ASCDLeaders Spotlight Intro 7/15 | Why STEAM and not STEM? | littleBits: The perfect STEAM learning tool
July 14, 2015
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K-12 Leadership Brief Spotlight
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Bringing STEAM to Your School Next Year
We hear a lot about STEAM, but what does it mean to bring it to your school or district in a meaningful way? Some educators have found ways to integrate STEAM projects within the curriculum by working across subjects, while others have opted to build makerspaces in school libraries or hold school- and district-wide competitions.
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Why STEAM and not STEM?
Why STEAM and not STEM?
For the past decade, politicians have highlighted the need for more U.S. students to excel in the STEM. Recently, though, a growing group of educators and others have called for adding the letter “A” for “art and design” in order to make sure that the spirit of creativity, experimentation and innovation are also part of these efforts. Find STEAM resources
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littleBits: The perfect STEAM learning tool
littleBits: The perfect STEAM learning tool
littleBits are easy-to-use electronic building blocks that get both students and teachers excited about STEAM. The littleBits system teaches students about circuits, but more importantly, the intuitive, color-coded Bits inspire students to invent and think in 21st-century ways. Get your 15% educator discount!
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Additional Resources
Sponsored Content from littleBits
Get Your STEAM On
littleBits has assembled a variety of resources to help you start or expand your STEAM program, from a TED Talk to case studies and lessons.

littleBits CEO TED Talk
District-Wide STEM Challenge
STEAM Lessons Using littleBits
School Library Makerspace
How the littleBits System Works
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Get your STEAM on
Report: Blended learning, STEAM drive ed-tech adoption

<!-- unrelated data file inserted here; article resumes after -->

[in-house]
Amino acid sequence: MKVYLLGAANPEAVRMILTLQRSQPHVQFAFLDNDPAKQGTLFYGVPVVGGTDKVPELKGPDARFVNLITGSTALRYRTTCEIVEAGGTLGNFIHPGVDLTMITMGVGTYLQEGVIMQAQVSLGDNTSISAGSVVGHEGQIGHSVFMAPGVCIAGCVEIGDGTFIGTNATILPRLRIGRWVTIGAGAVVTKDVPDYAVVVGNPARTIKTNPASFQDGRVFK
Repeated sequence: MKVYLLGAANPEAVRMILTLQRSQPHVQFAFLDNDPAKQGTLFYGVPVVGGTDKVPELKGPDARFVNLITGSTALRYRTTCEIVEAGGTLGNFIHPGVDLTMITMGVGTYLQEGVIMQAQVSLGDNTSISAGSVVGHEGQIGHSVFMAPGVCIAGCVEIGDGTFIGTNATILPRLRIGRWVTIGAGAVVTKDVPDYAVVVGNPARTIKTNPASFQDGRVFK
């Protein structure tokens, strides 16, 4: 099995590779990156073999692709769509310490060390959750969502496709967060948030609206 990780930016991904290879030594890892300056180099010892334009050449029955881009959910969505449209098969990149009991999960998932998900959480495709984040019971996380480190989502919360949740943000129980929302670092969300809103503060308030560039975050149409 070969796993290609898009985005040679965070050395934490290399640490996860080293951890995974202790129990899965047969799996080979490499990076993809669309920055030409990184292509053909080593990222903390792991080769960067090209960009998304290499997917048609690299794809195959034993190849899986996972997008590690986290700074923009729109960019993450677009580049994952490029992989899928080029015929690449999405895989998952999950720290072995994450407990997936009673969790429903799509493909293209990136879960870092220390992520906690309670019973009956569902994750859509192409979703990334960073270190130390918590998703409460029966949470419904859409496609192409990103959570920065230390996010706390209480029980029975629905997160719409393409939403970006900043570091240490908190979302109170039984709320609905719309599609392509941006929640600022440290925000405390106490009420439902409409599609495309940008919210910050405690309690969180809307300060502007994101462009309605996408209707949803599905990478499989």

Blended learning and STEAM -- or science, technology, engineering, arts and math -- are expected to accelerate the use of education technology in classrooms worldwide, according to a New Media Consortium Horizon Report released Monday. The report features education trends identified by 56 experts from 22 countries.
The Hechinger Report (6/29) 
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Tips to help teachers plan for next year's STEM lessons
(Matt Cardy/Getty Images)
Teachers who will teach science, technology, engineering and math courses in the fall should do some summer planning, writes Anne Jolly, who works with teacher teams in schools across the Southeast. In this blog post, she offers tips to help teachers integrate problem-solving and technology, plus reflect on their own classroom practices.
MiddleWeb (6/21) 
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Report: Gender, racial gaps remain in STEM
Gender and racial gaps remain in science, technology, engineering and math fields, according to a recent report from U.S. News & World Report and Raytheon. The report found that high-school girls are less interested in STEM -- with male students showing greater interest in engineering and technology -- and female students are outperformed in STEM subjects by their male peers. (6/29) 
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Parental encouragement, enthusiasm can lead girls to STEM
girls computer
(Justin Sullivan/Getty Images)
Parental support is critical for girls developing an interest in science, technology, engineering and math, panelists recently said at the 2015 U.S. News STEM Solutions Conference in San Diego. They said parents who model positive attitudes toward STEM fields can spark curiosity and encourage girls to pursue STEM careers.
U.S. News & World Report (6/29) 
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Is math confidence key to bridging STEM gender gap?
(Jeff J Mitchell/Getty Images)
Confidence in math abilities may play an important role in women's decisions to pursue math degrees and careers, according to a Washington State University study. Researchers found men were more likely to overestimate their math skills and pursue math careers, compared with women.
United Press International (6/23) 
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littleBits is the New York­-based hardware startup that is on a mission to democratize hardware by empowering everyone to create inventions, large and small, with a platform of easy-to-use electronic building blocks. The company’s innovative building blocks snap together with magnets to allow anyone to build, invent, and prototype with electronics independent of age, gender and technical background. littleBits is being used by more than 3,500 educators in 1,600 schools and 400 universities in over 70 countries. Get your 15% educator discount!
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